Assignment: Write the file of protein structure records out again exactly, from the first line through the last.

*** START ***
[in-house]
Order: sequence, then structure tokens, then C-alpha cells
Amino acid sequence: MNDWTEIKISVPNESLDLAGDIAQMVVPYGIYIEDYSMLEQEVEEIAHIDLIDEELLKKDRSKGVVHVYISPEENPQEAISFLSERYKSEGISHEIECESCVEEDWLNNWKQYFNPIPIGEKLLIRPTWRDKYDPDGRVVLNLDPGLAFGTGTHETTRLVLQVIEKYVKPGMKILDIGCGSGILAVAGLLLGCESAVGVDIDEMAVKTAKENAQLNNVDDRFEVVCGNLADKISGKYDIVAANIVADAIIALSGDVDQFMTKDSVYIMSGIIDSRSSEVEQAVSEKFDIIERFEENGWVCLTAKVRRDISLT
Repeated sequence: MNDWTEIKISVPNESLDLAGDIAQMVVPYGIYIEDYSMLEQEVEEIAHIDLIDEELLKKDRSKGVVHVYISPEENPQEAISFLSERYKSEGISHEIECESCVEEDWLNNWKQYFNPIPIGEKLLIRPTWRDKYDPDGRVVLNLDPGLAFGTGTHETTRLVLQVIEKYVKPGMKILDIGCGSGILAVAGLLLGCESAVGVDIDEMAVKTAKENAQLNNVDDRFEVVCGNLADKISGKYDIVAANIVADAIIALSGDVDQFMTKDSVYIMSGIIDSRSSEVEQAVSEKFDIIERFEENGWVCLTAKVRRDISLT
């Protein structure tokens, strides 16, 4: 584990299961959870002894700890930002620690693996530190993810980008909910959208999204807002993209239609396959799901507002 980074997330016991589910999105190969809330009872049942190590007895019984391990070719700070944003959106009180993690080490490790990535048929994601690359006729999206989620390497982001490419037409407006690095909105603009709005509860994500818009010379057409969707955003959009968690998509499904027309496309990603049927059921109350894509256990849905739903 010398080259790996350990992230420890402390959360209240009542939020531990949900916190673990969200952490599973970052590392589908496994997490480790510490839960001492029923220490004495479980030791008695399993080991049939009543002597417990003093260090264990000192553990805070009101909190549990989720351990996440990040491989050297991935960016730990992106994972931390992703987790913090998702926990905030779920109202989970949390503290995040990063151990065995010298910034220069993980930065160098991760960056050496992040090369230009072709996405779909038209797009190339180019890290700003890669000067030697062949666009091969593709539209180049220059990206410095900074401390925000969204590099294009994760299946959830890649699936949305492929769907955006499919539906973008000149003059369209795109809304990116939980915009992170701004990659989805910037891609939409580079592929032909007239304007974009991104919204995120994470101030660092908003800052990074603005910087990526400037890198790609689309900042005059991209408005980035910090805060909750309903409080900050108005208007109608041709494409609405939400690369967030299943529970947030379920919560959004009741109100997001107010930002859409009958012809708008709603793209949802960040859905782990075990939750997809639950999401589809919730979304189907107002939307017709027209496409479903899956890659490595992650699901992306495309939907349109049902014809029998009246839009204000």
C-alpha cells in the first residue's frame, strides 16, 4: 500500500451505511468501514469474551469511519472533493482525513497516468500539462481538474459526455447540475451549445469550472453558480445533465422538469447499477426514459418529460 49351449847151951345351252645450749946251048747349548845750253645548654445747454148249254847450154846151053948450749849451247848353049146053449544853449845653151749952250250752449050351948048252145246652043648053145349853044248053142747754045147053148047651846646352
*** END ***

[in-house]
Order: sequence, then structure tokens, then C-alpha cells
Amino acid sequence: MNDWTEIKISVPNESLDLAGDIAQMVVPYGIYIEDYSMLEQEVEEIAHIDLIDEELLKKDRSKGVVHVYISPEENPQEAISFLSERYKSEGISHEIECESCVEEDWLNNWKQYFNPIPIGEKLLIRPTWRDKYDPDGRVVLNLDPGLAFGTGTHETTRLVLQVIEKYVKPGMKILDIGCGSGILAVAGLLLGCESAVGVDIDEMAVKTAKENAQLNNVDDRFEVVCGNLADKISGKYDIVAANIVADAIIALSGDVDQFMTKDSVYIMSGIIDSRSSEVEQAVSEKFDIIERFEENGWVCLTAKVRRDISLT
Repeated sequence: MNDWTEIKISVPNESLDLAGDIAQMVVPYGIYIEDYSMLEQEVEEIAHIDLIDEELLKKDRSKGVVHVYISPEENPQEAISFLSERYKSEGISHEIECESCVEEDWLNNWKQYFNPIPIGEKLLIRPTWRDKYDPDGRVVLNLDPGLAFGTGTHETTRLVLQVIEKYVKPGMKILDIGCGSGILAVAGLLLGCESAVGVDIDEMAVKTAKENAQLNNVDDRFEVVCGNLADKISGKYDIVAANIVADAIIALSGDVDQFMTKDSVYIMSGIIDSRSSEVEQAVSEKFDIIERFEENGWVCLTAKVRRDISLT
């Protein structure tokens, strides 16, 4: 584990299961959870002894700890930002620690693996530190993810980008909910959208999204807002993209239609396959799901507002 980074997330016991589910999105190969809330009872049942190590007895019984391990070719700070944003959106009180993690080490490790990535048929994601690359006729999206989620390497982001490419037409407006690095909105603009709005509860994500818009010379057409969707955003959009968690998509499904027309496309990603049927059921109350894509256990849905739903 010398080259790996350990992230420890402390959360209240009542939020531990949900916190673990969200952490599973970052590392589908496994997490480790510490839960001492029923220490004495479980030791008695399993080991049939009543002597417990003093260090264990000192553990805070009101909190549990989720351990996440990040491989050297991935960016730990992106994972931390992703987790913090998702926990905030779920109202989970949390503290995040990063151990065995010298910034220069993980930065160098991760960056050496992040090369230009072709996405779909038209797009190339180019890290700003890669000067030697062949666009091969593709539209180049220059990206410095900074401390925000969204590099294009994760299946959830890649699936949305492929769907955006499919539906973008000149003059369209795109809304990116939980915009992170701004990659989805910037891609939409580079592929032909007239304007974009991104919204995120994470101030660092908003800052990074603005910087990526400037890198790609689309900042005059991209408005980035910090805060909750309903409080900050108005208007109608041709494409609405939400690369967030299943529970947030379920919560959004009741109100997001107010930002859409009958012809708008709603793209949802960040859905782990075990939750997809639950999401589809919730979304189907107002939307017709027209496409479903899956890659490595992650699901992306495309939907349109049902014809029998009246839009204000």
C-alpha cells in the first residue's frame, strides 16, 4: 500500500451505511468501514469474551469511519472533493482525513497516468500539462481538474459526455447540475451549445469550472453558480445533465422538469447499477426514459418529460 49351449847151951345351252645450749946251048747349548845750253645548654445747454148249254847450154846151053948450749849451247848353049146053449544853449845653151749952250250752449050351948048252145246652043648053145349853044248053142747754045147053148047651846646352